Grade 5

Tips for Parents - Grade 5

Place Value and Decimal Activities

  • Create number cubes or spinners and have the student identify the place value and value of different digits in that number.
  • Roll or pick numbers to create decimals. Add, subtract, multiply, or divide the decimals.
  • Find the batting averages or other statistics in the sports section of a newspaper and add or subtract the statistics.
  • Estimate and find the sums and differences of items at the store and in restaurants.
  • Practice basic addition, subtraction, multiplication and division facts.
  • Roll or pick numbers to create decimals. Compare and order the numbers.
  • Choose a four-digit number. Multiply and divide by powers of 10 (10, 100, 1,000, etc.) by moving the decimal point left or right as appropriate.

Fraction Activities

  • Create or pick numbers to make fractions. Add, subtract, or simplify the fractions that you find.
  • Find examples of fractions around the house or neighborhood. Add, subtract, multiply, divide or simplify the fractions that you find.
  • Create numbers to use in fractions. Draw these fractions as parts of a whole or set.
  • Use measuring cups when baking or cooking.
  • Identify the use of decimals in sporting events and in newspapers.
  • Draw different shapes. Divide them into different fractions.
  • Practice multiplication and division facts.

Division with Fractions Activities

  • Create or pick numbers to make fractions. Add, subtract, or simplify the fractions that you find.
  • Find examples of fractions around the house or neighborhood. Add, subtract, multiply, divide or simplify the fractions that you find.
  • Create numbers to use in fractions. Draw these fractions as parts of a whole or set.
  • Use measuring cups when baking or cooking.
  • Identify the use of decimals in sporting events and in newspapers.
  • Draw different shapes. Divide them into different fractions.
  • Practice multiplication and division facts.

Measurement and Data Activities

  • Make flash cards of different geometric figures and their properties.
  • Identify different plane and solid figures in your environment.
  • Find the volume of real-world objects in your home.
  • Make nets for different solid figures using graph paper. Compare nets that work to nets that do not fold correctly to make the figures.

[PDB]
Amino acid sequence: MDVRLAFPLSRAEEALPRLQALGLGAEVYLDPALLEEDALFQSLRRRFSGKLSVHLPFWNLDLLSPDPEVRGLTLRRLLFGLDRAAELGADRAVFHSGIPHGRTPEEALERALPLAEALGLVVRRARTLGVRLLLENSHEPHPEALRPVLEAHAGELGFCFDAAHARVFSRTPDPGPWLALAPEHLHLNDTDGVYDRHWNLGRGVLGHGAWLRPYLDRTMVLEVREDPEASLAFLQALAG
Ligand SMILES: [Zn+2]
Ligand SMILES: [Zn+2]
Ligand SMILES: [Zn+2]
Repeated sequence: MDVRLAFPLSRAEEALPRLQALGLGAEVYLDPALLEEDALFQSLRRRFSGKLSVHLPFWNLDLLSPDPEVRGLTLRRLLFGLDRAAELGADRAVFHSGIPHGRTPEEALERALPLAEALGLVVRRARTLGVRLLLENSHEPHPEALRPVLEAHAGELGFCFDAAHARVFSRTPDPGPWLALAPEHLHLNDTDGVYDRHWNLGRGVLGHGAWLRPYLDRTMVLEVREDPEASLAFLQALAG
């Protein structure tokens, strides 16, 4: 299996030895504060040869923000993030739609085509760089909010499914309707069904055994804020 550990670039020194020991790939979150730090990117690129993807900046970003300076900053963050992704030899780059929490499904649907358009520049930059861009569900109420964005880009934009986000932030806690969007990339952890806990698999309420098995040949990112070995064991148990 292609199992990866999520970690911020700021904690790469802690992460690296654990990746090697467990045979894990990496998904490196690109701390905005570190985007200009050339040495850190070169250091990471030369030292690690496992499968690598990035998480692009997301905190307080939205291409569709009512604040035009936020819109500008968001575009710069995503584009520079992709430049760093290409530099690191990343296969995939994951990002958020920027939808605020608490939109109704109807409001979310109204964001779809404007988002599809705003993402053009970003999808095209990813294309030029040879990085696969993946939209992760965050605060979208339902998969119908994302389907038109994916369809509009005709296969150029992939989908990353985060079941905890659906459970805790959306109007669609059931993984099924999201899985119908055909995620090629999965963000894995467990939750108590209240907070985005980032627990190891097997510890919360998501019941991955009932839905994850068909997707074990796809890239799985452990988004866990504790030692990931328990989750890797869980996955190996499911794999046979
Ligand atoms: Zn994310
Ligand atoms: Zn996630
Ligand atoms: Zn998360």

• Compare the estimated volume of a carton or bottle of liquid (such as 1/2 gallon juice or milk or two liter bottle of lemonade) in cubic inches or centimeters to its stated volume in ounces or milliliters.

Geometry Activities

  • Name two-dimensional figures and find examples at home.
  • Draw different polygons within a piece of triangle grid paper, or use combinations of triangles to create other polygons.
  • Make flash cards of different geometric figures and their properties.
  • Identify, describe, and different household objects as two-dimensional figures.
  • Use a compass or a computer to draw geometric figures.

Numerical Expressions and Patterns Activities

  • Make up numbers, roll numbers with dice, or find numbers (on labels) and compare them.
  • Create rules (ex. n = 3) and have your student extend the number pattern (3, 6, _ , _).
  • Create a number pattern and have your student write the rule.
  • Create an input/output machine (function table) for a given rule and have the student fill in the missing inputs and outputs.
  • Create an input/output machine (function table) for an unknown rule and have the student fill in the missing inputs and outputs and write the rule.
  • Find numbers and write them in expanded form.
  • Draw pictures and make models of numbers.
  • Practice addition, subtraction, multiplication and division facts.

Computational Fluency- Important Notes for Parents and Teachers

  • Computational fluency is not fixed. Students can develop and improve their fluency through exposure, experience, and discussion.
  • Basic fact fluency supports computational fluency but frequently the two are co-developed.
  • Students are exposed to different strategies to develop flexibility and efficiency.
  • Students are not required to solve a problem with a particular strategy or multiple strategies.
  • Students should have freedom to choose the most efficient strategy for them.
  • Students should be able to explain how they found their solution. Explanations should not be required for every calculation. But these explanations are useful as fluency is developed so misunderstandings can be corrected.
  • Algorithms can be an efficient method of computation. This is especially true when numbers are large or unfriendly. Use of paper/pencil and/or algorithms is connected to the numbers being calculated and the strategies of the individual. For example, 199 + 82 may be more efficiently solved mentally by taking 1 from 82 to make a new problem 200 + 81. Other examples such as 14,325 + 9,180 may be better solved with an algorithm.
  • Read more about standard algorithms here (Links to an external site.)Links to an external site..



Information for this page was generated by Howard County Public School System

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